- State laws may also refer to professional fundraisers as "solicitors," "paid solicitors," or "commercial fundraisers for charitable purposes," for example. Likewise, fundraising consultants may also be termed "fundraising counsel." For simplicity, we use the terms "professional fundraiser" and "fundraising consultant" in this article.
- Keep in mind that although officers, trustees, or employees of a nonprofit organization may have responsibilities that include direct fundraising or fundraising strategy, and they may receive compensation from the nonprofit, generally these individuals would not be subject to the regulatory requirements imposed on professional fundraisers and fundraising consultants. They are almost always specifically excluded from the definitions of those terms.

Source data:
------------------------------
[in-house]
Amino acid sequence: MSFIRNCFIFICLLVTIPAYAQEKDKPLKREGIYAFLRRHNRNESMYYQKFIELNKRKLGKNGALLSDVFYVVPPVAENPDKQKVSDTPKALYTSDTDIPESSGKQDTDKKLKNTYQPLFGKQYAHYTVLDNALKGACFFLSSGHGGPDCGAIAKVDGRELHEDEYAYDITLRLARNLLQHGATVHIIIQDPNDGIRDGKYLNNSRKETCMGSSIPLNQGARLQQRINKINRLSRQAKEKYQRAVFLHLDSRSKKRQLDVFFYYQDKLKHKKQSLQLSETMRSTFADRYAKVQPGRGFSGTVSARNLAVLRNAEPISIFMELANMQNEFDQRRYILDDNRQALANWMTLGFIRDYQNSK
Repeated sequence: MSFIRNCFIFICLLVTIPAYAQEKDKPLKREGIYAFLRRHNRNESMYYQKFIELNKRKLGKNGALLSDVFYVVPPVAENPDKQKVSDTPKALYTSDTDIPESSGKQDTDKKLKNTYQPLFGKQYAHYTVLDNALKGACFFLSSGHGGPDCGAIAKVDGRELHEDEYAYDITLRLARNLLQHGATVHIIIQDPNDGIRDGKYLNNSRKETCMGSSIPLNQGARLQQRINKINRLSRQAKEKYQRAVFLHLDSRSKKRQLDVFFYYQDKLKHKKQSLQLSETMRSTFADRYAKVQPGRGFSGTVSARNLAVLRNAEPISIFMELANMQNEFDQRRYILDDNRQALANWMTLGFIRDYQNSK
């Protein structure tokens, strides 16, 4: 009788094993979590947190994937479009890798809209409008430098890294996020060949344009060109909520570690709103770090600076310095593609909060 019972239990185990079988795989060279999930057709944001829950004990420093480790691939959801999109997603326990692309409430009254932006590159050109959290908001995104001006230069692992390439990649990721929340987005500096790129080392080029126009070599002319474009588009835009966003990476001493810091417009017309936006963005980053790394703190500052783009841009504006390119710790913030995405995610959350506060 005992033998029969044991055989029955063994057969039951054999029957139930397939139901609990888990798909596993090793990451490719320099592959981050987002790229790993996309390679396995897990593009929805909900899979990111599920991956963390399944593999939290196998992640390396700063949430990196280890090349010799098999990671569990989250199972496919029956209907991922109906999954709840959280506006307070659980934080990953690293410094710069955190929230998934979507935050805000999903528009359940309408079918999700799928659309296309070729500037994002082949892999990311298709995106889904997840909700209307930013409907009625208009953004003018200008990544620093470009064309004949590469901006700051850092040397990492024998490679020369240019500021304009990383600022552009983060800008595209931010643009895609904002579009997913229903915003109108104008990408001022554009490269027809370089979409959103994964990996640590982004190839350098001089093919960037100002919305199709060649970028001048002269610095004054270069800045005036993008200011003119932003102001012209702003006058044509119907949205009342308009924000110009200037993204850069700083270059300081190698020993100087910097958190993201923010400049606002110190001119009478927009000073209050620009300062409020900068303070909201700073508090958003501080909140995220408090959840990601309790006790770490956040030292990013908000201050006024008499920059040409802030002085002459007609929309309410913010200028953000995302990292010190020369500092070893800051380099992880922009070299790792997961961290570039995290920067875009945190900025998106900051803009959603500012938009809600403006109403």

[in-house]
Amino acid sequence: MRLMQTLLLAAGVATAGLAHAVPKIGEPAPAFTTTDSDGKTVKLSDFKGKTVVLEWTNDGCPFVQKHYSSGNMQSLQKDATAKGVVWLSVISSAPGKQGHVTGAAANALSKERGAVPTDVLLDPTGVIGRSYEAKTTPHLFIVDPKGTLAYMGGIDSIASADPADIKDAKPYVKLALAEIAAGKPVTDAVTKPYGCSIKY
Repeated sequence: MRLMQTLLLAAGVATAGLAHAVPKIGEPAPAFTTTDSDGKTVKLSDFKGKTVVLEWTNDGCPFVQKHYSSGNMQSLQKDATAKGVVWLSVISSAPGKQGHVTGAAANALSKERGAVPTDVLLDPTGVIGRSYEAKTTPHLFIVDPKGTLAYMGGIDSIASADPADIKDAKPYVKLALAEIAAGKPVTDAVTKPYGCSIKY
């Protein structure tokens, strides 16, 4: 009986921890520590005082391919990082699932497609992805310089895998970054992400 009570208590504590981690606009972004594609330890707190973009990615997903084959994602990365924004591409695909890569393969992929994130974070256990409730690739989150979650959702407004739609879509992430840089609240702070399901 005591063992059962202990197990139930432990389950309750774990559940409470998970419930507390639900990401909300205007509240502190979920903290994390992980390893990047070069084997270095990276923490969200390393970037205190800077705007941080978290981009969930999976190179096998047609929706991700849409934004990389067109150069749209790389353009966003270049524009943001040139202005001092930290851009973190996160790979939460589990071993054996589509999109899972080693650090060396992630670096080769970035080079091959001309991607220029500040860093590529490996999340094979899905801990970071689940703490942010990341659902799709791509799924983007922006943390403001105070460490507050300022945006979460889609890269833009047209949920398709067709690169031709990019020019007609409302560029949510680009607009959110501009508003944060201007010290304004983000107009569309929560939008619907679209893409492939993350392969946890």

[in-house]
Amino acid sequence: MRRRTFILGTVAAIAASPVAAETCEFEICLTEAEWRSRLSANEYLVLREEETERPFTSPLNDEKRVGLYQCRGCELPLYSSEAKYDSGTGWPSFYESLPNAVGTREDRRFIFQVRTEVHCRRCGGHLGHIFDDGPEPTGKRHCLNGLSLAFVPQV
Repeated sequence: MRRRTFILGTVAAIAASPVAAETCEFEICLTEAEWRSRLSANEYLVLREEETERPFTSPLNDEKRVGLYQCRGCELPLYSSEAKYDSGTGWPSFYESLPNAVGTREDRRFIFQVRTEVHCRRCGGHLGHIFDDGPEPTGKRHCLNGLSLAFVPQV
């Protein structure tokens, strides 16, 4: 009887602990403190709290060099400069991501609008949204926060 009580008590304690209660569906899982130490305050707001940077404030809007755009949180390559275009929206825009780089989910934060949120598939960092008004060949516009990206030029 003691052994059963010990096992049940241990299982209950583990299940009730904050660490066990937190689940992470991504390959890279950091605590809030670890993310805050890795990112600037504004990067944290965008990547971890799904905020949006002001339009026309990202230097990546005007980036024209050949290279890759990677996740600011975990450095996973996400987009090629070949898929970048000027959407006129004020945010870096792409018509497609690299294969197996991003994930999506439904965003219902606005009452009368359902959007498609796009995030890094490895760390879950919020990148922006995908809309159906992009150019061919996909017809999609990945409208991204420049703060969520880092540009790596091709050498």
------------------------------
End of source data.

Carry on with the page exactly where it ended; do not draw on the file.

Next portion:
- The definition of "professional fundraising services" in the instructions for the Form 990 covers both professional fundraiser- and fundraising consultant-type activities.
- See, e.g., Standard 21, Code of Ethical Standards, ASSOC. OF FUNDRAISING PROF'LS (1964), https://afpglobal.org/ethics/code-ethics.